An English In Kentucky


















Friday May 9th 2014  Tim Candler


     The idea of "Three Sister," is nut eating par excellence.  It has all the magic of dreams.  That sort of commune that permits a mind to wander further and further from the reality of early agriculture. And to be truly authentic I should go fishing and that part of the catch which is not turned to Fish gruel should be buried by each Maize plant so as to provide fertilizer. Then at night, instead of them sleeping in a comfortable domicile I would tether grandchildren within yards of the "Three Sisters" so as to protect the "Three Sisters"  from marauding bands of Antelope, Raccoon, deranged Opossum, Mole. And if I was to list all "Three Sister" predators  I'd be here until the end of August.  So clearly an even remotely  authentic "Three Sisters" would result in some kind of impasse between myself and a magistrate.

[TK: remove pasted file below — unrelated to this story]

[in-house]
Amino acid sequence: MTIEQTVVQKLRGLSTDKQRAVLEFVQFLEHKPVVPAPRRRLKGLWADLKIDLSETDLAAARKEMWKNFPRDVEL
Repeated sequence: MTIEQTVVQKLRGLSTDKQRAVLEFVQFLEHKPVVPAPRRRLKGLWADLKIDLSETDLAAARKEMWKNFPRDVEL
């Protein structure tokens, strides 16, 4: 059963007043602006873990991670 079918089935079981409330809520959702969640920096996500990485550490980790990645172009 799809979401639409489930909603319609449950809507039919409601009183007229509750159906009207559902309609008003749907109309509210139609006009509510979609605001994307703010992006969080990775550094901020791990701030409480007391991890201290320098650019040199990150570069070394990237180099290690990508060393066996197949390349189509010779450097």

As well, I am able to grasp that my own regiment, is supremely anal. And here I mean anal in the "Freudian sense." Some distant trauma, I'm sure, but the reality is I like good edging, good tilth, patient soil preparation and rows. And  I really don't think that Beans should be permitted to climb Maize. Morning Glory can climb Maize certainly, but not Beans. And of the Winter Squash, there is really only one that I'm remotely interested in, and that variety of Squash needs to climb, otherwise I worry about it.  All the other Squashes are Pumpkins and good only for carving. A strong opinion I know, and probably puts me up there with General Foch, but I've been brave long enough. The "Three Sisters" will have edges and there will be staking, and God willing some kind of Berlin Wall.  And don't even mention "Domesticated Dog." I'd rather trust a Guinea Pig.



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